Teen Depression in the US


The teenage years are hard for everybody. Bodies are changing, peer pressure is constant, and generational gaps seem insurmountable. Fit in with your peers, navigate the choppy waters of dating, do well in school, participate in extracurricular activities, excel at your part-time job, get into a good college, take on serious new responsibilities almost daily, and for goodness sakes, don’t forget to do your household chores! Being a teen is overwhelming and naturally leads to strong emotions. With all of this going on, how is one to know if a teenager is experiencing the normal stress of high school or if there is something more serious going on?

Depression is a serious medical condition that severely affects quality of life for approximately one in twelve teenagers in the United States. This condition is not a matter of weakness or lacking the willpower to “snap out of it;” it affects every area of a person’s well-being and may have serious consequences. While Depression may affect patients at any age, symptoms of Depression in teenagers may vary from symptoms that an adult may experience. Some symptoms teenage Depression sufferers may experience include:

  • Emotional Changes

    • Persistent feelings of sadness

    • Episodes of crying, often with no sufficient explanation

    • Irritability or anger over seemingly insignificant matters

    • Loss of interest in normal activities

    • Isolation from family and/or friends

    • Feelings of worthlessness or guilt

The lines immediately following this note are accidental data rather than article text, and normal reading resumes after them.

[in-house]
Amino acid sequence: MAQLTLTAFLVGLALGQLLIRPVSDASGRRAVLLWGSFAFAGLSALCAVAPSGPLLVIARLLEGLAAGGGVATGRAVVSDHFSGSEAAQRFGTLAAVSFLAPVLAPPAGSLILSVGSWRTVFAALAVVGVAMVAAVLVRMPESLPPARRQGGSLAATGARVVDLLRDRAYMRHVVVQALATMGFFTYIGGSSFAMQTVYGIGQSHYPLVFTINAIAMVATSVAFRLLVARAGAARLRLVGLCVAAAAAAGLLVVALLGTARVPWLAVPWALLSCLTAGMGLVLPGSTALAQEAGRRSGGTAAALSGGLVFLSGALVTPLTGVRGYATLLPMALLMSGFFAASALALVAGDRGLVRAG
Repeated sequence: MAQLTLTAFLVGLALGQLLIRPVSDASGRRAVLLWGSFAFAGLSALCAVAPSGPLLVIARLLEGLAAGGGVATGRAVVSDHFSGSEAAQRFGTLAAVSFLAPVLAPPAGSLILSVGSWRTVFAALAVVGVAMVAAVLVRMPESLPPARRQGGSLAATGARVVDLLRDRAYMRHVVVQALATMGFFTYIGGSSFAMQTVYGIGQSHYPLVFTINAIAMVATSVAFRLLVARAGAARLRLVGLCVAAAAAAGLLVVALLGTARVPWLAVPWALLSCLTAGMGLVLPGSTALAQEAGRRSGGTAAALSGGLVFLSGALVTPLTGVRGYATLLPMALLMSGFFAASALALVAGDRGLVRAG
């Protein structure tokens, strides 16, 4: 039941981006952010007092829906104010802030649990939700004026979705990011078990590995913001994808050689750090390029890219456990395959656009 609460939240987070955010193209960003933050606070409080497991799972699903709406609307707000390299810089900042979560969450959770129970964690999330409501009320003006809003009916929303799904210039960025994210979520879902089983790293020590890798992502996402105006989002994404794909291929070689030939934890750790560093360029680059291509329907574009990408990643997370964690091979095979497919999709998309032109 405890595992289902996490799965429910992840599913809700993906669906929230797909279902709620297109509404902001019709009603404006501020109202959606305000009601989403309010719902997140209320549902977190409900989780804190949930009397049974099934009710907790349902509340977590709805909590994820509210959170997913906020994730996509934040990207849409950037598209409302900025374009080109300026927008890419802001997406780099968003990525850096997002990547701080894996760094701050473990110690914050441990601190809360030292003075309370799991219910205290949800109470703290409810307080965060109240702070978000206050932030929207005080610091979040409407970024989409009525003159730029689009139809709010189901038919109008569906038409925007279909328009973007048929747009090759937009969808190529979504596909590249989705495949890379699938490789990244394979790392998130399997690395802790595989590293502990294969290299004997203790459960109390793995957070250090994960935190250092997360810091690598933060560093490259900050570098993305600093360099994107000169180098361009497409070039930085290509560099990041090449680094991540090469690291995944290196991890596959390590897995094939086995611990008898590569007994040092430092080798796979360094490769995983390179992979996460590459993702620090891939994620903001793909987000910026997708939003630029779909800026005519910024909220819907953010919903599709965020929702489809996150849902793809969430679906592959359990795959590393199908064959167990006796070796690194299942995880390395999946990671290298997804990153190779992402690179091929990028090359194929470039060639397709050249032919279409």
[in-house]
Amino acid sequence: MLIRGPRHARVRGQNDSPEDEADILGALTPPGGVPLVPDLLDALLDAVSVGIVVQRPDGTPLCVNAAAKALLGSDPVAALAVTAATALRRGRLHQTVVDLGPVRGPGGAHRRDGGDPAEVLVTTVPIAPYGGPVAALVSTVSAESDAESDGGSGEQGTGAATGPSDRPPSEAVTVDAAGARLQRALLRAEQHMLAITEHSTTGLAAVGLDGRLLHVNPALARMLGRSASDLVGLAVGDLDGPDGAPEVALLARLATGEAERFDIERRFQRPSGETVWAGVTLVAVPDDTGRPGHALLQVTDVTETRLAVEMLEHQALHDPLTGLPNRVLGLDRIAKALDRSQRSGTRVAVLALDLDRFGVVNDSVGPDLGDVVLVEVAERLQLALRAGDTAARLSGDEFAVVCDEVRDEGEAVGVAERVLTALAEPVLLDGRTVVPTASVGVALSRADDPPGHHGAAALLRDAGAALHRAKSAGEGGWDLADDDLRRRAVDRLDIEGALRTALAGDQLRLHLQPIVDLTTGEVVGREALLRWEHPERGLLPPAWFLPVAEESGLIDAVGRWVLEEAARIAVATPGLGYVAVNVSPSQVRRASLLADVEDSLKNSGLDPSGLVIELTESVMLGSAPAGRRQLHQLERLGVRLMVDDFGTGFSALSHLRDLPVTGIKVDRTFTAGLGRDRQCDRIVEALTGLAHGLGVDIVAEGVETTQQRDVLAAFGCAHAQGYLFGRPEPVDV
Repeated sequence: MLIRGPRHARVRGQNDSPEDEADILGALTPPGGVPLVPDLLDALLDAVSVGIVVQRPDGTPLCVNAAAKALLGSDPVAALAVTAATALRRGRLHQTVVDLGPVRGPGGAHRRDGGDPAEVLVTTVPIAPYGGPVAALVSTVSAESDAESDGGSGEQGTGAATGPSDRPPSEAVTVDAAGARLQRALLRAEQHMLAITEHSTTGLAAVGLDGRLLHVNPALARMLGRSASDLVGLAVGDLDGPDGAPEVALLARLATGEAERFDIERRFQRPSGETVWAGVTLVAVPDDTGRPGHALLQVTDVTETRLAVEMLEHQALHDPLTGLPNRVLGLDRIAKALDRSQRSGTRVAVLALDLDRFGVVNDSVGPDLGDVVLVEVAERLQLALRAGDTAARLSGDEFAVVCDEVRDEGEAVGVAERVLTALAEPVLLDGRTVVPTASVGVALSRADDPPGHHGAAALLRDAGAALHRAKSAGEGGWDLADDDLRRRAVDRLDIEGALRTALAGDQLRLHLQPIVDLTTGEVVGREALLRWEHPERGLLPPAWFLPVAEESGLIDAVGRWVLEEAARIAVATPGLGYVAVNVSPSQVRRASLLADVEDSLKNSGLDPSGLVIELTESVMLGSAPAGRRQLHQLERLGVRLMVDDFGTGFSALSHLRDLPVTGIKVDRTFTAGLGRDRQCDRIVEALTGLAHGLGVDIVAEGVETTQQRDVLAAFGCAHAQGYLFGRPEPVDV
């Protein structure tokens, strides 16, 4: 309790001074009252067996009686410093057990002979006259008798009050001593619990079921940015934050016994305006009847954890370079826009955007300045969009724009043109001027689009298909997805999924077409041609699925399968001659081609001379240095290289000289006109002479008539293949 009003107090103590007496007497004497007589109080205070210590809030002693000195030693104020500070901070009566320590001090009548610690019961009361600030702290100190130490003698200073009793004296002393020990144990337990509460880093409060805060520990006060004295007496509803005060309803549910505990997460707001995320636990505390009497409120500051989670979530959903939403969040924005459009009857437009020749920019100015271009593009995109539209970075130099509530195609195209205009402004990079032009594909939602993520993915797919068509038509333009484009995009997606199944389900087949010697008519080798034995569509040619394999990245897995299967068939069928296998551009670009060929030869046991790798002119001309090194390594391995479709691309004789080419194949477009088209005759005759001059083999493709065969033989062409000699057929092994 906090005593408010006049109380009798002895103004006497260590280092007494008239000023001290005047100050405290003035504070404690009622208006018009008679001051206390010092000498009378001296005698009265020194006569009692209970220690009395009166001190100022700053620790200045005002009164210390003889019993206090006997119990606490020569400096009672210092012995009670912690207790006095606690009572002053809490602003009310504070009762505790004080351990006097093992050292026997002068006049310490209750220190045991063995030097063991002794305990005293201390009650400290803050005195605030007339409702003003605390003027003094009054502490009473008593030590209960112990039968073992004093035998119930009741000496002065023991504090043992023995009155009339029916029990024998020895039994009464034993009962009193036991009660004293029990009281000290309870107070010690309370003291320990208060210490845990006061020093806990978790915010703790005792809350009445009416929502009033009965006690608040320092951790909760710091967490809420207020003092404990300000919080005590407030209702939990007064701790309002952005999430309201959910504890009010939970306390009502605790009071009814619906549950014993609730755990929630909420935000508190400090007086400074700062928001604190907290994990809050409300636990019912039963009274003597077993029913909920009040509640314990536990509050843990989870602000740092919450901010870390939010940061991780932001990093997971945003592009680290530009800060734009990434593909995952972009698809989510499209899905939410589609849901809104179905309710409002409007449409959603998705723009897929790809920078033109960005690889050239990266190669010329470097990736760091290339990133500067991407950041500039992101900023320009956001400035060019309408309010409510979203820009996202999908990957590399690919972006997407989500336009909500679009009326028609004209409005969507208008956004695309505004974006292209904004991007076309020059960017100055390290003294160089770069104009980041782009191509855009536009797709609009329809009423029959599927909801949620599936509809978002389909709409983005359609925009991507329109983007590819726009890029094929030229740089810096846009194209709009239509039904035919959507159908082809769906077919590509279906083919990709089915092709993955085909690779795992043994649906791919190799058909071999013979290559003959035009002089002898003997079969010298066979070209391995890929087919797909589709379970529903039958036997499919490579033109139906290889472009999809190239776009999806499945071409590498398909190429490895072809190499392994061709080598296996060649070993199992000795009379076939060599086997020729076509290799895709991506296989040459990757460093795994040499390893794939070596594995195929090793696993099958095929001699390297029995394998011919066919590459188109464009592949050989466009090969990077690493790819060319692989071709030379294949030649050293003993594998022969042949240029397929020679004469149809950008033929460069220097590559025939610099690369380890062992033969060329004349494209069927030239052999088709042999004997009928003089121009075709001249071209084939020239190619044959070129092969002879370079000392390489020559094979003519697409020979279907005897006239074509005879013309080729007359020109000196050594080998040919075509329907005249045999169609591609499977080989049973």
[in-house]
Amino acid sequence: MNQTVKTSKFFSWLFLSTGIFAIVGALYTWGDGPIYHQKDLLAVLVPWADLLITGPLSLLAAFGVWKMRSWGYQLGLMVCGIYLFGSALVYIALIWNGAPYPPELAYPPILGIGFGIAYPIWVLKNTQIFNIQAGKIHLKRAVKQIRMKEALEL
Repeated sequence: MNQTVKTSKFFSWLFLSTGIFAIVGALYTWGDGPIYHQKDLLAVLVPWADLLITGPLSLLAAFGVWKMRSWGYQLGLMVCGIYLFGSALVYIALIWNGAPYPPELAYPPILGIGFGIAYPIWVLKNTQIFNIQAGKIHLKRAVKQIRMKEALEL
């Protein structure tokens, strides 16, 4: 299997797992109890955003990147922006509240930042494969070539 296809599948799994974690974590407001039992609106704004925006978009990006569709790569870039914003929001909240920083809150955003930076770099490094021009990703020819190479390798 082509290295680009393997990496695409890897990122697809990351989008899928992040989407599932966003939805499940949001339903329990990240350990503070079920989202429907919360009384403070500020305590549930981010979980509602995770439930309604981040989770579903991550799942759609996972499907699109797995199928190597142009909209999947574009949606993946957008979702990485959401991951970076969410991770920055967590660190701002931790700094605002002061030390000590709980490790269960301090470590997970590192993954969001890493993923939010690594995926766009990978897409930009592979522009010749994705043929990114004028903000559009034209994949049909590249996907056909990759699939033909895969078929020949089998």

• Dwelling on past failures or shortcomings

    • Extreme sensitivity to rejection or failure

    • Trouble thinking, concentrating, or remembering

    • Consistent feeling that life and/or the future are meaningless or bleak

    • Preoccupation with death, dying, or suicide

  • Behavioral Changes

    • Lack of energy

    • Poor sleeping patterns – excessive sleeping or inability to sleep

    • Changes in appetite

    • Use of drugs or alcohol

    • Agitation or restlessness

    • Slowed movement, speech, or thought process

    • Frequent explained aches and pains, with headaches being extremely common

    • Uncharacteristically poor performance in school or increased number of absences

    • Lack of interest in appearance or hygiene

    • Disruptive or dangerous behavior

    • Self-harm, such as cutting, burning, or self-hitting

If depression symptoms continue or begin to interfere with a teenager’s life, seeking medical attention is wise. Depression symptoms rarely get better on their own – in fact, they tend to get much worse when left untreated. Depressed teenagers may be at risk of committing suicide, so it is absolutely best to err on the side of caution. If you suspect a teen in your life is suffering Depression, seek help for him/her as soon as possible. As a teenage Depression sufferer, it may feel pointless to ask for help, but this is a trick that a Depressed mind plays on the patient. Help is available and there are people who care. Parents, a close relative, a trusted teacher, a spiritual leader, a family doctor, or even parents of a close friend may be able to help a teen in crisis find the resources to acquire medical attention. Admitting these feelings to somebody you know may be terrifying, embarrassing, and overall dreadful. Hotlines exist to provide support in these situations, such as 1-800-273-TALK. If you believe you or somebody you care about is suffering Depression, do not wait to seek help. Your doctor may prescribe medication or recommend talk therapy, or a combination of both.


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